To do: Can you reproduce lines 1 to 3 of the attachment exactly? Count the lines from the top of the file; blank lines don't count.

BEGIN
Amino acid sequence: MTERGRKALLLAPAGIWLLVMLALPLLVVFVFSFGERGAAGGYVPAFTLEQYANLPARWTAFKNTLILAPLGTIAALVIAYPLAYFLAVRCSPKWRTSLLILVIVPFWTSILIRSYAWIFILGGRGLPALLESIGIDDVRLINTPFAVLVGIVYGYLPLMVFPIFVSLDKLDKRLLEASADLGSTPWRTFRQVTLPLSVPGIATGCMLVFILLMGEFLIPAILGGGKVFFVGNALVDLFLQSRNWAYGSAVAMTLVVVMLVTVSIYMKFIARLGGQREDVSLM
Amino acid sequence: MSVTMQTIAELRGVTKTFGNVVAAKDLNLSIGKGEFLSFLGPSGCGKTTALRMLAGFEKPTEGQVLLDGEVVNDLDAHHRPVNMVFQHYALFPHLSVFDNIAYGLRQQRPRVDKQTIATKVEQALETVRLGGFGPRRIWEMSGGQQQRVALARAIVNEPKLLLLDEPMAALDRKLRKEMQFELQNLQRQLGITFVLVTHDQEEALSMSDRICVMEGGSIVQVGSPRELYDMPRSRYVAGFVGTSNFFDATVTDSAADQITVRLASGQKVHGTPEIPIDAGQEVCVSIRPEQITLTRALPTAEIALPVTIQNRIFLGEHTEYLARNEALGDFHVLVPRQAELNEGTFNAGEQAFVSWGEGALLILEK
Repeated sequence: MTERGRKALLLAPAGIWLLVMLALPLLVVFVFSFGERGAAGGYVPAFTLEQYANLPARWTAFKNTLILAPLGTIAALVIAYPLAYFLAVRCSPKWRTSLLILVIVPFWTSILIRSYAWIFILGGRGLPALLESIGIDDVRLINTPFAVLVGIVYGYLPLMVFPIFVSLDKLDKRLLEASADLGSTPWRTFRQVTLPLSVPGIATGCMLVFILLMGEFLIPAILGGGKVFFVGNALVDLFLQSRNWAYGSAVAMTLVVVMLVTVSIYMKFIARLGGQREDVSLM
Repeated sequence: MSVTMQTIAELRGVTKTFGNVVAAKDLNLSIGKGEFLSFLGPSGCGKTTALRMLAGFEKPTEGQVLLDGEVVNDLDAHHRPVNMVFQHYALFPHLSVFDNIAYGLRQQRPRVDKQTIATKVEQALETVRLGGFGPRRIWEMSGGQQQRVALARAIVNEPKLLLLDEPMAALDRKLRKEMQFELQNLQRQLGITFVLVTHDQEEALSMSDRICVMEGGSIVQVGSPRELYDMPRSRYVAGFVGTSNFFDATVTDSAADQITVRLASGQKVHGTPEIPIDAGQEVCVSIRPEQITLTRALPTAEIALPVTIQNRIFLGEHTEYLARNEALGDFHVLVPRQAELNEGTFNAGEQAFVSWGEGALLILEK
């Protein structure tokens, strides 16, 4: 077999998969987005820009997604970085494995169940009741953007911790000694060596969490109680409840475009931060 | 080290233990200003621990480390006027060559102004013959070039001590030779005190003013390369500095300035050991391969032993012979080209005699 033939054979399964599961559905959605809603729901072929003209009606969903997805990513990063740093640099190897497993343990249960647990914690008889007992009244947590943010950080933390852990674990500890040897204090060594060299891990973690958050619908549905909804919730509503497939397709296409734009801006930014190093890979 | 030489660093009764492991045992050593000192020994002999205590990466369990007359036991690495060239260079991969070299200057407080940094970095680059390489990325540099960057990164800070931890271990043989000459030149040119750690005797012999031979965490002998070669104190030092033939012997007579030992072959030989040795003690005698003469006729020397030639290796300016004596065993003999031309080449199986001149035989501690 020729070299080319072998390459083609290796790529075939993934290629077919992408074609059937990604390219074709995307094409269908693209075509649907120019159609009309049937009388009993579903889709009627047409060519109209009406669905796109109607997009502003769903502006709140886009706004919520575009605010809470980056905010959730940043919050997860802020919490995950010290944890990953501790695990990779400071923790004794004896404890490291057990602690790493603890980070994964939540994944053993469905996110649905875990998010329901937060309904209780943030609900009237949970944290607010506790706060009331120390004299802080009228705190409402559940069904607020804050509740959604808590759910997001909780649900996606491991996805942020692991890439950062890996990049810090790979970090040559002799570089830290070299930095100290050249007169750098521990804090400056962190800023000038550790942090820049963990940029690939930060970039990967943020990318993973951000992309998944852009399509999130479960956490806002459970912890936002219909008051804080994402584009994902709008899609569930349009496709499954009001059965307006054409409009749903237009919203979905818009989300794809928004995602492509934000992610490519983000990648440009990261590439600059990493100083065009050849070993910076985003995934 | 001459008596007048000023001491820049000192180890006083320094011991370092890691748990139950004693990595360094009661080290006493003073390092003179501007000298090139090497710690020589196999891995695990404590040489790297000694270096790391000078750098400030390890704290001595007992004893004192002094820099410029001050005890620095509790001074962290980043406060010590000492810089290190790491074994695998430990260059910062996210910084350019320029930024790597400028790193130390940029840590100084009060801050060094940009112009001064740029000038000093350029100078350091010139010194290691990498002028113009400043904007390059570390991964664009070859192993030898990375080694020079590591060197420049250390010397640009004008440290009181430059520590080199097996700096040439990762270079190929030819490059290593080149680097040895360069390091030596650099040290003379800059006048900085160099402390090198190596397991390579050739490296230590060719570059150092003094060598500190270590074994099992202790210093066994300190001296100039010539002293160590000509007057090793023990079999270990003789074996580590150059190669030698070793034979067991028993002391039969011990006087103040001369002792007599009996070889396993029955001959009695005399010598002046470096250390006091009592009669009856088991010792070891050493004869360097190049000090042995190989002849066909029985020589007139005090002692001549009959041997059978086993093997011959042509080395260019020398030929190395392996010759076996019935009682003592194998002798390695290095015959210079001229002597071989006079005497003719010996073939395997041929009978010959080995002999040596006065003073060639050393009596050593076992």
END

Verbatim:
Amino acid sequence: MTERGRKALLLAPAGIWLLVMLALPLLVVFVFSFGERGAAGGYVPAFTLEQYANLPARWTAFKNTLILAPLGTIAALVIAYPLAYFLAVRCSPKWRTSLLILVIVPFWTSILIRSYAWIFILGGRGLPALLESIGIDDVRLINTPFAVLVGIVYGYLPLMVFPIFVSLDKLDKRLLEASADLGSTPWRTFRQVTLPLSVPGIATGCMLVFILLMGEFLIPAILGGGKVFFVGNALVDLFLQSRNWAYGSAVAMTLVVVMLVTVSIYMKFIARLGGQREDVSLM
Amino acid sequence: MSVTMQTIAELRGVTKTFGNVVAAKDLNLSIGKGEFLSFLGPSGCGKTTALRMLAGFEKPTEGQVLLDGEVVNDLDAHHRPVNMVFQHYALFPHLSVFDNIAYGLRQQRPRVDKQTIATKVEQALETVRLGGFGPRRIWEMSGGQQQRVALARAIVNEPKLLLLDEPMAALDRKLRKEMQFELQNLQRQLGITFVLVTHDQEEALSMSDRICVMEGGSIVQVGSPRELYDMPRSRYVAGFVGTSNFFDATVTDSAADQITVRLASGQKVHGTPEIPIDAGQEVCVSIRPEQITLTRALPTAEIALPVTIQNRIFLGEHTEYLARNEALGDFHVLVPRQAELNEGTFNAGEQAFVSWGEGALLILEK
Repeated sequence: MTERGRKALLLAPAGIWLLVMLALPLLVVFVFSFGERGAAGGYVPAFTLEQYANLPARWTAFKNTLILAPLGTIAALVIAYPLAYFLAVRCSPKWRTSLLILVIVPFWTSILIRSYAWIFILGGRGLPALLESIGIDDVRLINTPFAVLVGIVYGYLPLMVFPIFVSLDKLDKRLLEASADLGSTPWRTFRQVTLPLSVPGIATGCMLVFILLMGEFLIPAILGGGKVFFVGNALVDLFLQSRNWAYGSAVAMTLVVVMLVTVSIYMKFIARLGGQREDVSLM